After his short mission with the Avengers, Peter is back at home and has to face challenges like any other teenager: school, exams, and girls. To make matters worse, Tony Stark flatly refuses to involve him in any more superhero stuff, and wants him to just remain the β€˜friendly neighbourhood Spider-Man’. But Peter cannot stay quite when he sees something wrong happening around him and goes off fighting criminals on his own. This is Peter Parker’s journey to prove to himself, that he is ready for the big, bad world.

When compared to previous Spiderman movies, this one is more on the fun side and less on the sad personal emotions. The Spiderman’s new high-tech suit is very much like Iron Man and you can see glimpses of Tony Stark in the new Peter Parker. Well, a student always tries to be like his mentor.

Tom Holland has done a good job and looks promising. Michael Keaton was a great choice for the character of Vulture. But he would have made a great villain if had been shown fiercer and brutal. Robert Downey Jr. reprises his role of Tony Stark and is like a cool mentor to the young Peter Parker.

The humor is good and enjoyable. The action sequences look realistic with less use of VFX. It’s a break from the VFX-heavy action seen in many superhero movies nowadays.

Keeping the flaws aside, Spiderman Homecoming is a refreshing teenage superhero movie. It is small in terms of scale but big on entertainment.

Rating: πŸ’‹πŸ’‹πŸ’‹ & 1/2

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Genre: Action, Superhero, Comedy

Directed by: Jon Watts

Starring:  Tom Holland, Michael Keaton, Jon Favreau, Zendaya, Donald Glover, Tyne Daly, Marisa Tomei, Robert Downey Jr.

Cinematography: Salvatore Totino

Transformers: The Last Knight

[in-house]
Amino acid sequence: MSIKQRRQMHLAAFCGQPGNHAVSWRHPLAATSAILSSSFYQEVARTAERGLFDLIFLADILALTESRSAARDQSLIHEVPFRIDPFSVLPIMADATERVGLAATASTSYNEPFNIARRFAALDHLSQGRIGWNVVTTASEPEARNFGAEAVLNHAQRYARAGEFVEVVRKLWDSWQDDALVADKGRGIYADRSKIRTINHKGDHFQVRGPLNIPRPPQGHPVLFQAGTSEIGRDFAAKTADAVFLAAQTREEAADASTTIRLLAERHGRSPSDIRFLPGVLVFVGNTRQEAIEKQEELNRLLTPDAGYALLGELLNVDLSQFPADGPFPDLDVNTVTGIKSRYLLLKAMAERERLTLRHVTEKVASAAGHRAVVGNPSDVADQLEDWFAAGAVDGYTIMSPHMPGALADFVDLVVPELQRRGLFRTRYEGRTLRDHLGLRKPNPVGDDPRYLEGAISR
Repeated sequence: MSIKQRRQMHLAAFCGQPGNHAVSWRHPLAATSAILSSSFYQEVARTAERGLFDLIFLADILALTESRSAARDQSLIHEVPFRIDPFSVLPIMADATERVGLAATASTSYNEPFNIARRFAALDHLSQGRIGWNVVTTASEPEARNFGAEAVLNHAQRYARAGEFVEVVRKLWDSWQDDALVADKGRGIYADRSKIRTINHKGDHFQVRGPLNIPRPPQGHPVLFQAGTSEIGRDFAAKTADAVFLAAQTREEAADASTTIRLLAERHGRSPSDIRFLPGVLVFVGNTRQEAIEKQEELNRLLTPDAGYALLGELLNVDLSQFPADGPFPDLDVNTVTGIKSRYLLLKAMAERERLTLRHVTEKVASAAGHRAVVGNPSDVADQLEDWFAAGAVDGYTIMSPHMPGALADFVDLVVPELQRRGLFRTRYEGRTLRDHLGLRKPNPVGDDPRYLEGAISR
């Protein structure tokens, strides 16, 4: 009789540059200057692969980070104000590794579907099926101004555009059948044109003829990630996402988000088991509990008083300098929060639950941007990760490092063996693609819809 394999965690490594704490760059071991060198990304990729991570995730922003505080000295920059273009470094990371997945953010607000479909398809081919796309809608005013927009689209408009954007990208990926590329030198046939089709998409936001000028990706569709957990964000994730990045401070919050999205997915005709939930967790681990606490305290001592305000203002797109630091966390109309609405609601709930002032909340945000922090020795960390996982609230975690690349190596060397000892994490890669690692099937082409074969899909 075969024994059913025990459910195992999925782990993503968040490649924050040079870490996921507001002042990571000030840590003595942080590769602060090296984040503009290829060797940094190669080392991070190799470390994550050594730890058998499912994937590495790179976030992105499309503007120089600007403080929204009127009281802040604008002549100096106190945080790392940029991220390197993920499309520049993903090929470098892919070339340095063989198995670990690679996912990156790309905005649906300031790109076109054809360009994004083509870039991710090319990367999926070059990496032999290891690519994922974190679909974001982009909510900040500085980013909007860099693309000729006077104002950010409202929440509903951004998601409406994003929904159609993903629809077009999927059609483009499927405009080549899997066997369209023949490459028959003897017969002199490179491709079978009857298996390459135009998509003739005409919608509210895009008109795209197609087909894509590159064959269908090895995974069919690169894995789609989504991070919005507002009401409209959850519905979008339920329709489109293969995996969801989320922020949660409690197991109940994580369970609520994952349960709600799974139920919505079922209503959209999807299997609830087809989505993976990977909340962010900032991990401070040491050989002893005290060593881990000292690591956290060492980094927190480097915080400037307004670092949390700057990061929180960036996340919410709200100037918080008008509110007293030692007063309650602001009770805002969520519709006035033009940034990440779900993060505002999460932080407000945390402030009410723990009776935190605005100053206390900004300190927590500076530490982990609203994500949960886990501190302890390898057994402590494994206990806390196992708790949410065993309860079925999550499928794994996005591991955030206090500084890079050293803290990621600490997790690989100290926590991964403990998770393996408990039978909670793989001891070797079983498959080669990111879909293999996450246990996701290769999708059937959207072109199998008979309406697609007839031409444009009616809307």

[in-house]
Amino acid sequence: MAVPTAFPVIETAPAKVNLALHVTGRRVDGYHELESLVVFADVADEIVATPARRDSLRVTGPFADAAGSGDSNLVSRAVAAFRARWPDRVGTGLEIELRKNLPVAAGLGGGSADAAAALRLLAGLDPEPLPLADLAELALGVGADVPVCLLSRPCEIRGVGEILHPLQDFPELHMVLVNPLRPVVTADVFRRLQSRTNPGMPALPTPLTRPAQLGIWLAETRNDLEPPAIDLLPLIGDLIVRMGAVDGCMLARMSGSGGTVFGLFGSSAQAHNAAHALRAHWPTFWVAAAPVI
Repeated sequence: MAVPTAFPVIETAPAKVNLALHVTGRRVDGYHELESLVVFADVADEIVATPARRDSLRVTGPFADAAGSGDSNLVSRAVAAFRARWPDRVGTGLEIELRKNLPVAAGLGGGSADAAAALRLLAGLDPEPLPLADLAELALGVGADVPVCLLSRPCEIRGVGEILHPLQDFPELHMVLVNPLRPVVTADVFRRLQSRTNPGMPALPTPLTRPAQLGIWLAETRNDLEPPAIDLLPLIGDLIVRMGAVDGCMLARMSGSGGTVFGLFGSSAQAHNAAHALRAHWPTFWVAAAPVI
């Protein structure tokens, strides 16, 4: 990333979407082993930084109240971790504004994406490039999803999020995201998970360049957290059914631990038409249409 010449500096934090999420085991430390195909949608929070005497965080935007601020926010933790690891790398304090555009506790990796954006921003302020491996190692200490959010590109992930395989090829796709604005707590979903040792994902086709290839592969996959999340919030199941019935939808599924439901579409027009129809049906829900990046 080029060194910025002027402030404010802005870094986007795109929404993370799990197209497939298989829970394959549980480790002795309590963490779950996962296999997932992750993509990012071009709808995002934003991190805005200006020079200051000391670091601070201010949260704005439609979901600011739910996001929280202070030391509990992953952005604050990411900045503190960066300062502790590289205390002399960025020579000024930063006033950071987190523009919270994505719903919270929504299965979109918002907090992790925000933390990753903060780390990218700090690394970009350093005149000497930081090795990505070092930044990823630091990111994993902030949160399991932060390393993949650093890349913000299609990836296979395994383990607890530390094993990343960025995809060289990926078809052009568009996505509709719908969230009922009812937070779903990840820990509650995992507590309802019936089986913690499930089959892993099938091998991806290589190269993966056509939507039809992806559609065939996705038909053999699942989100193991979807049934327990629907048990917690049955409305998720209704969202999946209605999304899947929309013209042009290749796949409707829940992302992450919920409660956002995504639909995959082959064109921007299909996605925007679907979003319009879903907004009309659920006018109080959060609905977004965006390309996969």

Director Michael Bay is back with a long and incomprehensible 5th installment of the Transformers series in the form of Transformers: The Last Knight. This time the story is about Autobots and humans trying to stop a sorceress named Quintessa, who wants to restore Cybertron by destroying planet Earth.

The story starts some 1600 years back in history where the Transformers help King Arthur and his army to restore order on earth. Coming back to the present, Optimus Prime is captured and hypnotized by Quintessa to retrieve the ‘Staff’, a powerful weapon, from Earth. Cade Yaeger (Mark Wahlberg) is helping the Transformers in need in his huge junkyard. One day a dying transformer gives him a talisman which is supposed to help him stop the Decepticons from destroying Earth. Vivian Wembley(Laura Haddock) who is a history professor at Oxford, is the last descendant of King Arthur and is the only person who can activate the ‘Staff’. 

Phew! That’s a lot to process!

A lot of time is wasted on unnecessary things in the first half of the film. It won’t be wrong to say that the actual story picks up in the second half only. Also at many places, the comic dialogues do not really make you laugh. 

Many things are happening at the same time and sometimes it gets difficult to understand what’s really going on. Many new characters are added to the story with nothing much to contribute.

Sir Anthony Hopkins is also part of the film but is never used to his full potential. This film gives you the big explosive action sequences but lacks the fast pace edge of the seat thrill. Though, the fight sequence at the end looks epic with some great visual effects. 

Overall, Transformers: The Last Knight is only for the die-hard fans of the series and for those who like VFX-heavy action.

Rating: πŸ’‹πŸ’‹

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Genre: Action, Sci-Fi

Directed by: Michael Bay

Starring: Mark Wahlberg, Anthony Hopkins, Josh Duhamel, Laura Haddock, Isabela Moner, Stanley Tucci, John Turturro, Tyrese Gibson, Peter Cullen, Gemma Chan

Brahman Naman

Brahman Naman is a raunchy sex comedy set in the 1980’s of Bangalore (India) when Internet porn wasn’t a thing and one’s imagination was the only option.

The story is about a group of three horny college friends searching for women who are willing to take their virginity. But it is not like American Pie. Instead of having good-looking and adorable protagonists, Brahman Naman has unappealing, gawky and casteist leads in the form of Naman (Shashank Arora), Ajay (Tanmay Dhanania) and Ramu (Chaitanya Varad). They are part of the all-male college quiz team and are invited to take part in a nationwide championship in Calcutta. They hope this trip will give them the opportunity to lose their virginities. Along the way, team leader Naman falls in love for the first with a competitor Naina(Anula Shirish Navlekar). Will Naman and others get finally laid? Well, you need to watch the film on Netflix to know the answer.